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Chapter 1

SOCIOL 3U03 Chapter Notes - Chapter 1: Heteroflexibility, Sexual Script Theory, Sexual Orientation


Department
Sociology
Course Code
SOCIOL 3U03
Professor
Tina Fetner
Chapter
1

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Chapter 1
- Negative societal reactions to a popular athlete showing affection to his partner
o Although he was opening gay, the things that pushed people over the edge was
the actual action (viewing it)
- All state prohibitions on same sex marriages were overturned in june 2015 w Obergefell
v. Hodges
o Daily ongoing cultural changes that are becoming more apparent but there is still
a ton of sexual regulation
o The conservative party is officially opposed to gay marriage, however young inds
of both parties now believe that gay rights are a given
However still face a ton of inequality
The sociology of sexuality
- Ward (2015) analyzing patterns behind sexual contact of straight men who are not gay
Incarceration, closeted, scared
o Heteroflexibility broad range of same sex sexual encounters experienced seen
as meaningless and unlikely to change how they identify
Girl on girl kissing in certain situations (frat parties)
Identities, desires, and behaviours are not always consistent
- Sexuality is cultural rather than personal
o Product and reflection of society both personal and social
Political
o We have learned what is normal/not normal through pre-existing cultural scripts
- Sociologists emphasize the role social forces play in understanding sexuality
o Sexuality as a status marker
o Intersectionality of gender and sexuality
o How does the commodification of sexuality and other social issues contribute to
sexual identification
Terminology
- Sexual orientation: an inds ID based on their enduring or continuing sexual attractions
o Based on enduring or continuing sexual attractions, including membership to
certain groups:
Heterosexuality: diff sex
Homosexuality: same sex
Bisexuality: both diff and same sex
Asexuality: no sexual attraction at all
- Pansexuality: sexual attraction to all sexes/genders
o Differs from bi as it does not assume a gender binary, actually rejects it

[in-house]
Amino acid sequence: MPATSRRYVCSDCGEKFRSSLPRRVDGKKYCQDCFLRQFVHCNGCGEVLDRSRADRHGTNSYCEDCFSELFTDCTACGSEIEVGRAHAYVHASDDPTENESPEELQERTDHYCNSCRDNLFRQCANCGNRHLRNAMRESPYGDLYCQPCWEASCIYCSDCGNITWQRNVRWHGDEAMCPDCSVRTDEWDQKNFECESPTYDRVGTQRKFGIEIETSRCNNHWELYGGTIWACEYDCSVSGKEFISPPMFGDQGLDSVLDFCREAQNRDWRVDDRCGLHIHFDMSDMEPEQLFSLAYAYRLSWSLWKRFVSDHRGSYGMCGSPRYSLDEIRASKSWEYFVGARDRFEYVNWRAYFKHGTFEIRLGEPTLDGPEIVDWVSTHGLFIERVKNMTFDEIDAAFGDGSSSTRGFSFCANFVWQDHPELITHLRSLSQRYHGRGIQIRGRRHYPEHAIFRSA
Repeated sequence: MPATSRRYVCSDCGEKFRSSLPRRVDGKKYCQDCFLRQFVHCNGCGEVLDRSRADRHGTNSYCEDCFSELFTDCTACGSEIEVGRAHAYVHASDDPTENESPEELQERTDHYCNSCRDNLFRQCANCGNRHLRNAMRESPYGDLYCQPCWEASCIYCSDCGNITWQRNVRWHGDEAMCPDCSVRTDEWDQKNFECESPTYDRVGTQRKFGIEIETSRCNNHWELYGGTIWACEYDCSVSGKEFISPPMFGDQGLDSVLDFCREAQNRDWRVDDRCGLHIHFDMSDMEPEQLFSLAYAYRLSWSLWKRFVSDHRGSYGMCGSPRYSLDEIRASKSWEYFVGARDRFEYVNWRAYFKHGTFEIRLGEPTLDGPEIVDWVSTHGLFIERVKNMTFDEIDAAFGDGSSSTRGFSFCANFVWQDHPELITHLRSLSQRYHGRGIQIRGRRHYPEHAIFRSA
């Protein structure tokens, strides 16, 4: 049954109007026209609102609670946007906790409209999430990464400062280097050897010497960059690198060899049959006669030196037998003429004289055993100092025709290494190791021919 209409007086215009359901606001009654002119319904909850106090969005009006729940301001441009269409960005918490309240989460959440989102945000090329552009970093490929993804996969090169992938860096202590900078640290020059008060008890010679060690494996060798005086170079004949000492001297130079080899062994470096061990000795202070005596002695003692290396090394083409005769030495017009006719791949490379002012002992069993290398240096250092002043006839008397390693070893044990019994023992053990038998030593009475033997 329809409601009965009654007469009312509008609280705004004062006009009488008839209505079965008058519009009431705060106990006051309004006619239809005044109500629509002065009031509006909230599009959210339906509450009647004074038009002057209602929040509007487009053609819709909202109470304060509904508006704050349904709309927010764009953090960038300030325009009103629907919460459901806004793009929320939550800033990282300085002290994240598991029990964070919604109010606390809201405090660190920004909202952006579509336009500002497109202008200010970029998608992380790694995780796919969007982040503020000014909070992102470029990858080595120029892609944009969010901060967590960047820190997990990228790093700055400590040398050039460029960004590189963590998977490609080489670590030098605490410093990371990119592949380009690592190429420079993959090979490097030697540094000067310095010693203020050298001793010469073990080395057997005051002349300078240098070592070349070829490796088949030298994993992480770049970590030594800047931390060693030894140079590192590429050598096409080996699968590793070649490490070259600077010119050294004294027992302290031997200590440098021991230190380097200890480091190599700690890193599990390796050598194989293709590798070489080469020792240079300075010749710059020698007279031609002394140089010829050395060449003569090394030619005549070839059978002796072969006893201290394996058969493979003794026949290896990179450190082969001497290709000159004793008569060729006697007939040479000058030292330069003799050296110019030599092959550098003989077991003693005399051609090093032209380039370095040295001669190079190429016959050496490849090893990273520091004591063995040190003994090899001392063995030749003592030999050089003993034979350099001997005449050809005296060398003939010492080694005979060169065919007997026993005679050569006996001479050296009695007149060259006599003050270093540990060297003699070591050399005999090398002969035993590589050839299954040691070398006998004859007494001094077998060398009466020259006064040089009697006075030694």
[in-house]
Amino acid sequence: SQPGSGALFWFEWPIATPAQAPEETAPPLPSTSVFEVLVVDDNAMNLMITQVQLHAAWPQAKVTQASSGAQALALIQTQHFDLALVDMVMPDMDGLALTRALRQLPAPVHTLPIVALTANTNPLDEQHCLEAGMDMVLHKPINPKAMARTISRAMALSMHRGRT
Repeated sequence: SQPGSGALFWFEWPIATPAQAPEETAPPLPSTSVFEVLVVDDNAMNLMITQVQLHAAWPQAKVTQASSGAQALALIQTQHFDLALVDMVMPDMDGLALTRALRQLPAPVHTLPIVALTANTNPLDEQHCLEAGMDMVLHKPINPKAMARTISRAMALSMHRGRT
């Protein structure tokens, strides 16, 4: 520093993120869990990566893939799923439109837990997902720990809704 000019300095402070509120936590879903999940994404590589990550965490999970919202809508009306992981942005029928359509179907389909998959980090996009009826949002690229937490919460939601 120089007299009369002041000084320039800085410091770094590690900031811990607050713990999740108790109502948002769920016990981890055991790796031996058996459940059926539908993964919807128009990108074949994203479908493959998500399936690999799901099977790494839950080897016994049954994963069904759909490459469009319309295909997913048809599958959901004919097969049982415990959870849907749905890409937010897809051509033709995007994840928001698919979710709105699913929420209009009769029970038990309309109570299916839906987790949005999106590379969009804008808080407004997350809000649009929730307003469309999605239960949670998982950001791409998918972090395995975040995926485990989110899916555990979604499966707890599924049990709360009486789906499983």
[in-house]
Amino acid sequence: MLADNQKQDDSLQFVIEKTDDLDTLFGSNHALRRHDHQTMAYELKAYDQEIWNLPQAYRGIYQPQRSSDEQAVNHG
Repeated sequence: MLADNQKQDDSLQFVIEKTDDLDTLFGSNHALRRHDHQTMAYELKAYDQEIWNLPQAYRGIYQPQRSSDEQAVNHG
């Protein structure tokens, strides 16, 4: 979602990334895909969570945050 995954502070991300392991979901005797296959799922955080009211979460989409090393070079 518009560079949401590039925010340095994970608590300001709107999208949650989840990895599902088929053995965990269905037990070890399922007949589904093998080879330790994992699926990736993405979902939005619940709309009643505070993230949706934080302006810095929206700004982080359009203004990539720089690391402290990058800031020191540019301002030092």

- Sexuality: refers to ones sexual desires, attractions, and behaviours
o Acts and emotions that are intended to be pleasurable, embedded within society
o For some their identity, behaviours, and ID all align but for others it doesn’t
May say theyre straight but are interested in the same sex
- Essentialism: implies a permanence to sexual orientation
o We treat sexual categories as real, fixed traits
o Static and unchanging

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o Naturalizes differences btwn groups which is a weakness
But still it is the foundation of W understanding
- Transgender: gender is inconsistent w their assigned sex at birth
- Queer: falls outside the norm surrounding gender and sexuality
o Political origins 1990s
social construction of reality
- Social construction: defined w/in social and cultural contexts
o Definitions change over time and place
- Gagnon and Simon (73)
o Biological determinism idea that sexuality is determined by out genetics
emphasize its social nature
o Challenge Freud who says that there is an innate sexual drive that should be
understood as an overwhelming force requiring social control
They promote the everydays of sexuality rather than treating it as
something separate from everyday life
- Certain behaviours are socially constructed
o Virginity loss (penis/vagina) heterocentric: biased towards heterosexuality
Gay/lesbian define it as first anal/oral intercourse
Don’t include coerced experiences
Secondary virginity/born again lost their true virginity but then are
abstinent from sex until marriage
Young, while, conservative, Christian women, born after 1972
Gendered only for women, not for men
o Orgasms learn what is sexual and pleasurable
Female orgasms vary more than male orgasms
In places were women are seen as less interested than men, the female
orgasm is unknown
Nature vs nurture
- We don’t know if its innate or not (sexuality)
- This argument extends to many things, not just sexual behaviour crime, illness, etc
o Above are better understood as a result of complex interactions btwn genes and
the environment
o Gay gene offensive, wanting to find a cure
However some LGBTQ gay men embrace the search for a gay gene form
of strategic essentialism
If it is innate, it is inherited the same way as eye colour
It still would not explain the varied historical behaviour
Sexual binaries
- Sexual binary: the idea that inds are either homo/hetero
o This is what searching for homosexuality supports
o Existences of bi challenges this
o Originated from 17th C Descartes
o Gay/straight, male/female, right/wrong
- Kinsey (1953)
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